Monash was promoted to Major General in July 1916, and placed in command of the 3rd Australian Division. The Division was  involved in months of serious fighting and trench warfare in France from November 1916 until they progressed to full scale operations from June 1917 onward. After his brilliant blocking of the massive German offensive from 21 March 1918, Monash was promoted in May to Lieutenant General and appointed as Commander of the Australian Army Corps. It was during this period that he planned and directed a series of determined and effective actions commencing in July 1918 including the masterful and meticulously planned ‘Battle of Amiens’ in which two German armies were defeated( and a further two reserve armies were put out of commission temporarily) inside 48 hours from 8 August. A 100-day, Monash commanded blitzkrieg defeated 39 German Divisions and culminated with the penetration of the Hindenburg Line by 5th October 1918.

British leaders of the time, such as Prime Minister Lloyd George, Winston Churchill, Sir Anthony Eden (a later British PM), and (later) Field Marshal Montgomery, maintained that Monash was the outstanding General on the Western Front because of his ‘creative originality.’

His successes in the war could be attributed to his pre war study of all the major ‘new’ weaponry that emerged at that time, including the tank and the aeroplane, artillery, machine guns, and decoy targets. He was a great believer in employing modern communications including the radio and in achieving situational awareness through the use of aerial reconnaissance.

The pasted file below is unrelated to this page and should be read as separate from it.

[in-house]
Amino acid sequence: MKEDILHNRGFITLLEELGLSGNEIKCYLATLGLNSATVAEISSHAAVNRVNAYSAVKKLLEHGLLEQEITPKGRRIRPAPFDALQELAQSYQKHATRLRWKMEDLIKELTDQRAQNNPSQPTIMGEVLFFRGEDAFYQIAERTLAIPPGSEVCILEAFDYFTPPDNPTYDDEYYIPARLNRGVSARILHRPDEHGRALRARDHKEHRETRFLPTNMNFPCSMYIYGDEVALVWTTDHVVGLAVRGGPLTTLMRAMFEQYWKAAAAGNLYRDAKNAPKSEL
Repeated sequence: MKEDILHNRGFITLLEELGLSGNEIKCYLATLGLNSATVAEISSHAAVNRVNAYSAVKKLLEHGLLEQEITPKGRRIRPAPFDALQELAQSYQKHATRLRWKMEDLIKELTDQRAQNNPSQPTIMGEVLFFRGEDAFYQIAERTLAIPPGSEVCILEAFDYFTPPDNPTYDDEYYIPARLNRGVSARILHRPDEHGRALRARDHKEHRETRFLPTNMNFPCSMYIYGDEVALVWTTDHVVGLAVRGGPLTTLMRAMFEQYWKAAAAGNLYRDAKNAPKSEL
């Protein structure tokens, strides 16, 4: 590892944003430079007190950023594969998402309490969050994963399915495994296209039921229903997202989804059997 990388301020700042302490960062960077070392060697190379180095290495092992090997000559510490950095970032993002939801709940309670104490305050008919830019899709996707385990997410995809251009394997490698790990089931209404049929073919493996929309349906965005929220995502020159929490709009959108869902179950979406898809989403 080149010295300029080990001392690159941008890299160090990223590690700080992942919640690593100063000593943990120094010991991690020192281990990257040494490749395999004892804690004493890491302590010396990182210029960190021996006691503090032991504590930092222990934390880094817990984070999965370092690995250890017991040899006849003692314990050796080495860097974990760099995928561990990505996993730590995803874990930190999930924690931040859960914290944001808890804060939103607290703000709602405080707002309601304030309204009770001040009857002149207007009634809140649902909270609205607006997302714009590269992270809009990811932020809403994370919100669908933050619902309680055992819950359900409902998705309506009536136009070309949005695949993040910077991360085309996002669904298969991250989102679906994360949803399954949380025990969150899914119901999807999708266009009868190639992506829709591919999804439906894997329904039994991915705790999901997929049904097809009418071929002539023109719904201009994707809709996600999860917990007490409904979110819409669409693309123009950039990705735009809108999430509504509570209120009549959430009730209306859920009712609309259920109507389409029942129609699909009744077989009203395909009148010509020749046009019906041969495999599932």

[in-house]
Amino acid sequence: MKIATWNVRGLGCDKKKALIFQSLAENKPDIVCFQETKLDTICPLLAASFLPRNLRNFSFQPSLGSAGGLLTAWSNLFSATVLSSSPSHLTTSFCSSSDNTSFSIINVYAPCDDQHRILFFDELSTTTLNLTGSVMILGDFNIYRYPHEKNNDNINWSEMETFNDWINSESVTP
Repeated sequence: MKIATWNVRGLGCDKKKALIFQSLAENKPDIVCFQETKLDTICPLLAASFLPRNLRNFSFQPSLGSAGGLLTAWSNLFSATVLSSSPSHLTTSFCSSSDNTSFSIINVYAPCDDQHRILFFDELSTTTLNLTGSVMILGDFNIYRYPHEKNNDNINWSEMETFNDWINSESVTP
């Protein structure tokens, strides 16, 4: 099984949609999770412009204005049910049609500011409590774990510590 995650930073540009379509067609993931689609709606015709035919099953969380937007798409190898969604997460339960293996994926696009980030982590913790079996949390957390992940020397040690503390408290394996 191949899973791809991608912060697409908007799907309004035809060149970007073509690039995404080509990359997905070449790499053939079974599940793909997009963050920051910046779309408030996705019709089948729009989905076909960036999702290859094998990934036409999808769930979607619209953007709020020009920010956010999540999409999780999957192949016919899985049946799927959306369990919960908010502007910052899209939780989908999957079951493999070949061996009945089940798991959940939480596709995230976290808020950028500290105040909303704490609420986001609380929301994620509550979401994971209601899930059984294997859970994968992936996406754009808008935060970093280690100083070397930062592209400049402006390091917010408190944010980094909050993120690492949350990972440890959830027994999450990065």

This exceptional knowledge and thirst for an understanding of new technology allowed him, in the pressure of the war years, to absorb all the important developments and to apply them in combination on the battlefield. As a result, this gave the Australian Corps,  that he commanded, a significant advantage over the other Allied Corps, and of course, the enemy.

Monash approached battles as he approached engineering projects in his civilian employment---by coordinating all the key elements in great detail. He also understood the broader ramifications of

running a huge organisation; he was a corporate thinker. He encouraged a working environment in which innovation was allowed. Monash promoted professional debate and gave commanders freedom of action. He constantly and effectively used staff conferences to coordinate all the arms and services. Under his leadership, for the first time, all fighting elements and supporting services had a fair comprehension of each other’s operational methods and goals. He institutionalized what we now routinely call joint and combined arms warfare.

However, once the enemy was engaged he insisted there was but one plan and set of orders, and they had to be adhered to. Before Monash took command of the Australian Corps in May 1918, he knew well the problems of confusion on the battlefield, having experienced the fighting on Gallipoli, in Flanders and on the Western Front. His emphasis on detailed and coordinated planning was intended to reduce this level of confusion and uncertainty, to ensure success.